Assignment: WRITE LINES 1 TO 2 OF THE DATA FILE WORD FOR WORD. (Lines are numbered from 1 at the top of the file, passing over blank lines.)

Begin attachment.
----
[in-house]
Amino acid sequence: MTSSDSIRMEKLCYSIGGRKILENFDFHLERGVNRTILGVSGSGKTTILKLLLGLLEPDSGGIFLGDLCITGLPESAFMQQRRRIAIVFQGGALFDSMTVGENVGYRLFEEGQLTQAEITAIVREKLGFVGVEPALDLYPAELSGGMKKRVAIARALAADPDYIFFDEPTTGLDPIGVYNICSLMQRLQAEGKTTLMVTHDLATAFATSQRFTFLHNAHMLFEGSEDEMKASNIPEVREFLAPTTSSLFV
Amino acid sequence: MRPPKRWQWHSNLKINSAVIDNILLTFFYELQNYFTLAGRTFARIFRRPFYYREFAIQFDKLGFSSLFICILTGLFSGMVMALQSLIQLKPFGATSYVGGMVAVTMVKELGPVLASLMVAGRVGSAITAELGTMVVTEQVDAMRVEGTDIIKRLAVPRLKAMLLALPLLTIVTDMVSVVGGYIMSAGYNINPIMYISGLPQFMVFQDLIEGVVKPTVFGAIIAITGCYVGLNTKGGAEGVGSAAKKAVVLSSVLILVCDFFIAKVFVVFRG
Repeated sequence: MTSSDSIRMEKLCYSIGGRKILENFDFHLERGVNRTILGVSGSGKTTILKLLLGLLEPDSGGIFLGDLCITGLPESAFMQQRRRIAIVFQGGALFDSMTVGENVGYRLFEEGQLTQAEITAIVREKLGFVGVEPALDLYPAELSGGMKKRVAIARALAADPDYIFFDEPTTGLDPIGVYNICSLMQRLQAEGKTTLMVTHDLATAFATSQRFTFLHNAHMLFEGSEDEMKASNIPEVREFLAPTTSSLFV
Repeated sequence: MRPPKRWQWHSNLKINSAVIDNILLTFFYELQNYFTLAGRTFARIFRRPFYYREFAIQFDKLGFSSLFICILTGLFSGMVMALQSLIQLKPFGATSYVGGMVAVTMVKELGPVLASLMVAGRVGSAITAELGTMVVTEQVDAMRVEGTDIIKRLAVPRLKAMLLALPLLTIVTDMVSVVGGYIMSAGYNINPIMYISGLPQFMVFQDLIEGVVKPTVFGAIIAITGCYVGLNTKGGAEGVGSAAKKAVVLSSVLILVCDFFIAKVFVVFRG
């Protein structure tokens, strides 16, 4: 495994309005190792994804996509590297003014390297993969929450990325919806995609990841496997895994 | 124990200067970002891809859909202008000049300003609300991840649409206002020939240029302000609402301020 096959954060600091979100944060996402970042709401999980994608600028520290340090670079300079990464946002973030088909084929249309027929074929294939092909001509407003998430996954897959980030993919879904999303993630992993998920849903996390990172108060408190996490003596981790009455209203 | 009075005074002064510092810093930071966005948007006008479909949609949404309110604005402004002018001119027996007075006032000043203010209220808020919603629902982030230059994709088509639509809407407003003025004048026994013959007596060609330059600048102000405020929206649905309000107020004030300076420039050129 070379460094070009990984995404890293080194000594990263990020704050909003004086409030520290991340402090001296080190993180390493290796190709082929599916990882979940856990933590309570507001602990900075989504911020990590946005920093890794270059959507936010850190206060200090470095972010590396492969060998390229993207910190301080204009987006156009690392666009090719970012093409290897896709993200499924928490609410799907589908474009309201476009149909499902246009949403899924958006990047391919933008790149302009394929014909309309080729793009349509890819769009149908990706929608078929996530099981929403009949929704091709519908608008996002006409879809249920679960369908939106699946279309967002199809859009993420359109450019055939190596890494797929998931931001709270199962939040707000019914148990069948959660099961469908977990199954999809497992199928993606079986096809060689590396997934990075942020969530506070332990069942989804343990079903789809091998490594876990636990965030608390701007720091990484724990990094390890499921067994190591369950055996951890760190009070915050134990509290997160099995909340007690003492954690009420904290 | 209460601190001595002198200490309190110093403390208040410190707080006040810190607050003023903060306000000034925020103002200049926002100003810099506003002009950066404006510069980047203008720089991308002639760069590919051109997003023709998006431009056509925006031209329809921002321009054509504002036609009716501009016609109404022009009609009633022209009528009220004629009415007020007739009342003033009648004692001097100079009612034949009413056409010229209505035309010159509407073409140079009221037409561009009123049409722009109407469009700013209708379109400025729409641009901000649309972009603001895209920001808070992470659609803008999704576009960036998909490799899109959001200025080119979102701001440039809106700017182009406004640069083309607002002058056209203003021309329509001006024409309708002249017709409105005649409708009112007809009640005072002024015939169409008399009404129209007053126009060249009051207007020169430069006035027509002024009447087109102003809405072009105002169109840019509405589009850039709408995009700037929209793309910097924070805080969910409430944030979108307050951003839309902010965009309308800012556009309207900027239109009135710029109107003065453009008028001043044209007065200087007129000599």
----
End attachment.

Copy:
[in-house]
Amino acid sequence: MTSSDSIRMEKLCYSIGGRKILENFDFHLERGVNRTILGVSGSGKTTILKLLLGLLEPDSGGIFLGDLCITGLPESAFMQQRRRIAIVFQGGALFDSMTVGENVGYRLFEEGQLTQAEITAIVREKLGFVGVEPALDLYPAELSGGMKKRVAIARALAADPDYIFFDEPTTGLDPIGVYNICSLMQRLQAEGKTTLMVTHDLATAFATSQRFTFLHNAHMLFEGSEDEMKASNIPEVREFLAPTTSSLFV